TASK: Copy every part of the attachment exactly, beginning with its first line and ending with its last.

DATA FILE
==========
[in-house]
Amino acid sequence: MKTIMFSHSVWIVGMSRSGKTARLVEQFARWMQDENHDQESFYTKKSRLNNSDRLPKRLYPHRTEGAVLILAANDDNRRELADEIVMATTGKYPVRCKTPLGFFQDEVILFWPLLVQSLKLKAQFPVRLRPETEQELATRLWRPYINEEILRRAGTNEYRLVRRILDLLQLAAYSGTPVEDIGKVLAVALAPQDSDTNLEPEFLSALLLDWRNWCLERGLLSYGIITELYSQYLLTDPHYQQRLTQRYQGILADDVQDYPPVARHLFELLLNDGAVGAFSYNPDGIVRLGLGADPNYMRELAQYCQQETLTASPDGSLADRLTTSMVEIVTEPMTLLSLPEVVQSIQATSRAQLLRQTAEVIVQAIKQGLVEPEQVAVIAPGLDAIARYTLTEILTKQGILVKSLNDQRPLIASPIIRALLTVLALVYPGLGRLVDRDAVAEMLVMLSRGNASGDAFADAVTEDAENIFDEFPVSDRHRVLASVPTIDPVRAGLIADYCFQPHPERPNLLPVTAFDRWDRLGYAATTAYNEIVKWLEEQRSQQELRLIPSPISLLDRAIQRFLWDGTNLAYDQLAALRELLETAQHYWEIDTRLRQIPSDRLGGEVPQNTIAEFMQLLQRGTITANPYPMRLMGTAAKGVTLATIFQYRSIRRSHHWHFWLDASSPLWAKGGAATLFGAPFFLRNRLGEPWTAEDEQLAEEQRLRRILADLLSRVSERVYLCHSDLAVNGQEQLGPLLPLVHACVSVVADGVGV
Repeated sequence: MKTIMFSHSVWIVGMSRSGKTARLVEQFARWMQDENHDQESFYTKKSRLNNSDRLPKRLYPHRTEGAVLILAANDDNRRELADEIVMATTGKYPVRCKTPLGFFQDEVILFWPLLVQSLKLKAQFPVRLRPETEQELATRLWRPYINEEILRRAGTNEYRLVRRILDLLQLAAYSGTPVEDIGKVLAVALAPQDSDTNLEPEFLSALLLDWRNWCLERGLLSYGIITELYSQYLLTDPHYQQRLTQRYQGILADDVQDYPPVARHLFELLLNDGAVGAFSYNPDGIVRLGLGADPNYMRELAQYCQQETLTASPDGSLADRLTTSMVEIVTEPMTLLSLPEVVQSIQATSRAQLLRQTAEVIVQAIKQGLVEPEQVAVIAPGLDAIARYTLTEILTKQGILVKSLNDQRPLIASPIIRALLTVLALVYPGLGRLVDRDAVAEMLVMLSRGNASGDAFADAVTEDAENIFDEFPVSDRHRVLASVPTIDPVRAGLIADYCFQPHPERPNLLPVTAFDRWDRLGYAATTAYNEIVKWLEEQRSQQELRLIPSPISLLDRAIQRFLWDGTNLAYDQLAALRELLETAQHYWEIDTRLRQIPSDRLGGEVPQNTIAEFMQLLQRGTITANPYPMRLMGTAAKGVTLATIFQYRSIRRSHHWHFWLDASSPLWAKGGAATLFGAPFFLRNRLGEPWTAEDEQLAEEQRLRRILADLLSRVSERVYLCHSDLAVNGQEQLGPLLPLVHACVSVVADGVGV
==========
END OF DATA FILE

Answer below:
[in-house]
Amino acid sequence: MKTIMFSHSVWIVGMSRSGKTARLVEQFARWMQDENHDQESFYTKKSRLNNSDRLPKRLYPHRTEGAVLILAANDDNRRELADEIVMATTGKYPVRCKTPLGFFQDEVILFWPLLVQSLKLKAQFPVRLRPETEQELATRLWRPYINEEILRRAGTNEYRLVRRILDLLQLAAYSGTPVEDIGKVLAVALAPQDSDTNLEPEFLSALLLDWRNWCLERGLLSYGIITELYSQYLLTDPHYQQRLTQRYQGILADDVQDYPPVARHLFELLLNDGAVGAFSYNPDGIVRLGLGADPNYMRELAQYCQQETLTASPDGSLADRLTTSMVEIVTEPMTLLSLPEVVQSIQATSRAQLLRQTAEVIVQAIKQGLVEPEQVAVIAPGLDAIARYTLTEILTKQGILVKSLNDQRPLIASPIIRALLTVLALVYPGLGRLVDRDAVAEMLVMLSRGNASGDAFADAVTEDAENIFDEFPVSDRHRVLASVPTIDPVRAGLIADYCFQPHPERPNLLPVTAFDRWDRLGYAATTAYNEIVKWLEEQRSQQELRLIPSPISLLDRAIQRFLWDGTNLAYDQLAALRELLETAQHYWEIDTRLRQIPSDRLGGEVPQNTIAEFMQLLQRGTITANPYPMRLMGTAAKGVTLATIFQYRSIRRSHHWHFWLDASSPLWAKGGAATLFGAPFFLRNRLGEPWTAEDEQLAEEQRLRRILADLLSRVSERVYLCHSDLAVNGQEQLGPLLPLVHACVSVVADGVGV
Repeated sequence: MKTIMFSHSVWIVGMSRSGKTARLVEQFARWMQDENHDQESFYTKKSRLNNSDRLPKRLYPHRTEGAVLILAANDDNRRELADEIVMATTGKYPVRCKTPLGFFQDEVILFWPLLVQSLKLKAQFPVRLRPETEQELATRLWRPYINEEILRRAGTNEYRLVRRILDLLQLAAYSGTPVEDIGKVLAVALAPQDSDTNLEPEFLSALLLDWRNWCLERGLLSYGIITELYSQYLLTDPHYQQRLTQRYQGILADDVQDYPPVARHLFELLLNDGAVGAFSYNPDGIVRLGLGADPNYMRELAQYCQQETLTASPDGSLADRLTTSMVEIVTEPMTLLSLPEVVQSIQATSRAQLLRQTAEVIVQAIKQGLVEPEQVAVIAPGLDAIARYTLTEILTKQGILVKSLNDQRPLIASPIIRALLTVLALVYPGLGRLVDRDAVAEMLVMLSRGNASGDAFADAVTEDAENIFDEFPVSDRHRVLASVPTIDPVRAGLIADYCFQPHPERPNLLPVTAFDRWDRLGYAATTAYNEIVKWLEEQRSQQELRLIPSPISLLDRAIQRFLWDGTNLAYDQLAALRELLETAQHYWEIDTRLRQIPSDRLGGEVPQNTIAEFMQLLQRGTITANPYPMRLMGTAAKGVTLATIFQYRSIRRSHHWHFWLDASSPLWAKGGAATLFGAPFFLRNRLGEPWTAEDEQLAEEQRLRRILADLLSRVSERVYLCHSDLAVNGQEQLGPLLPLVHACVSVVADGVGV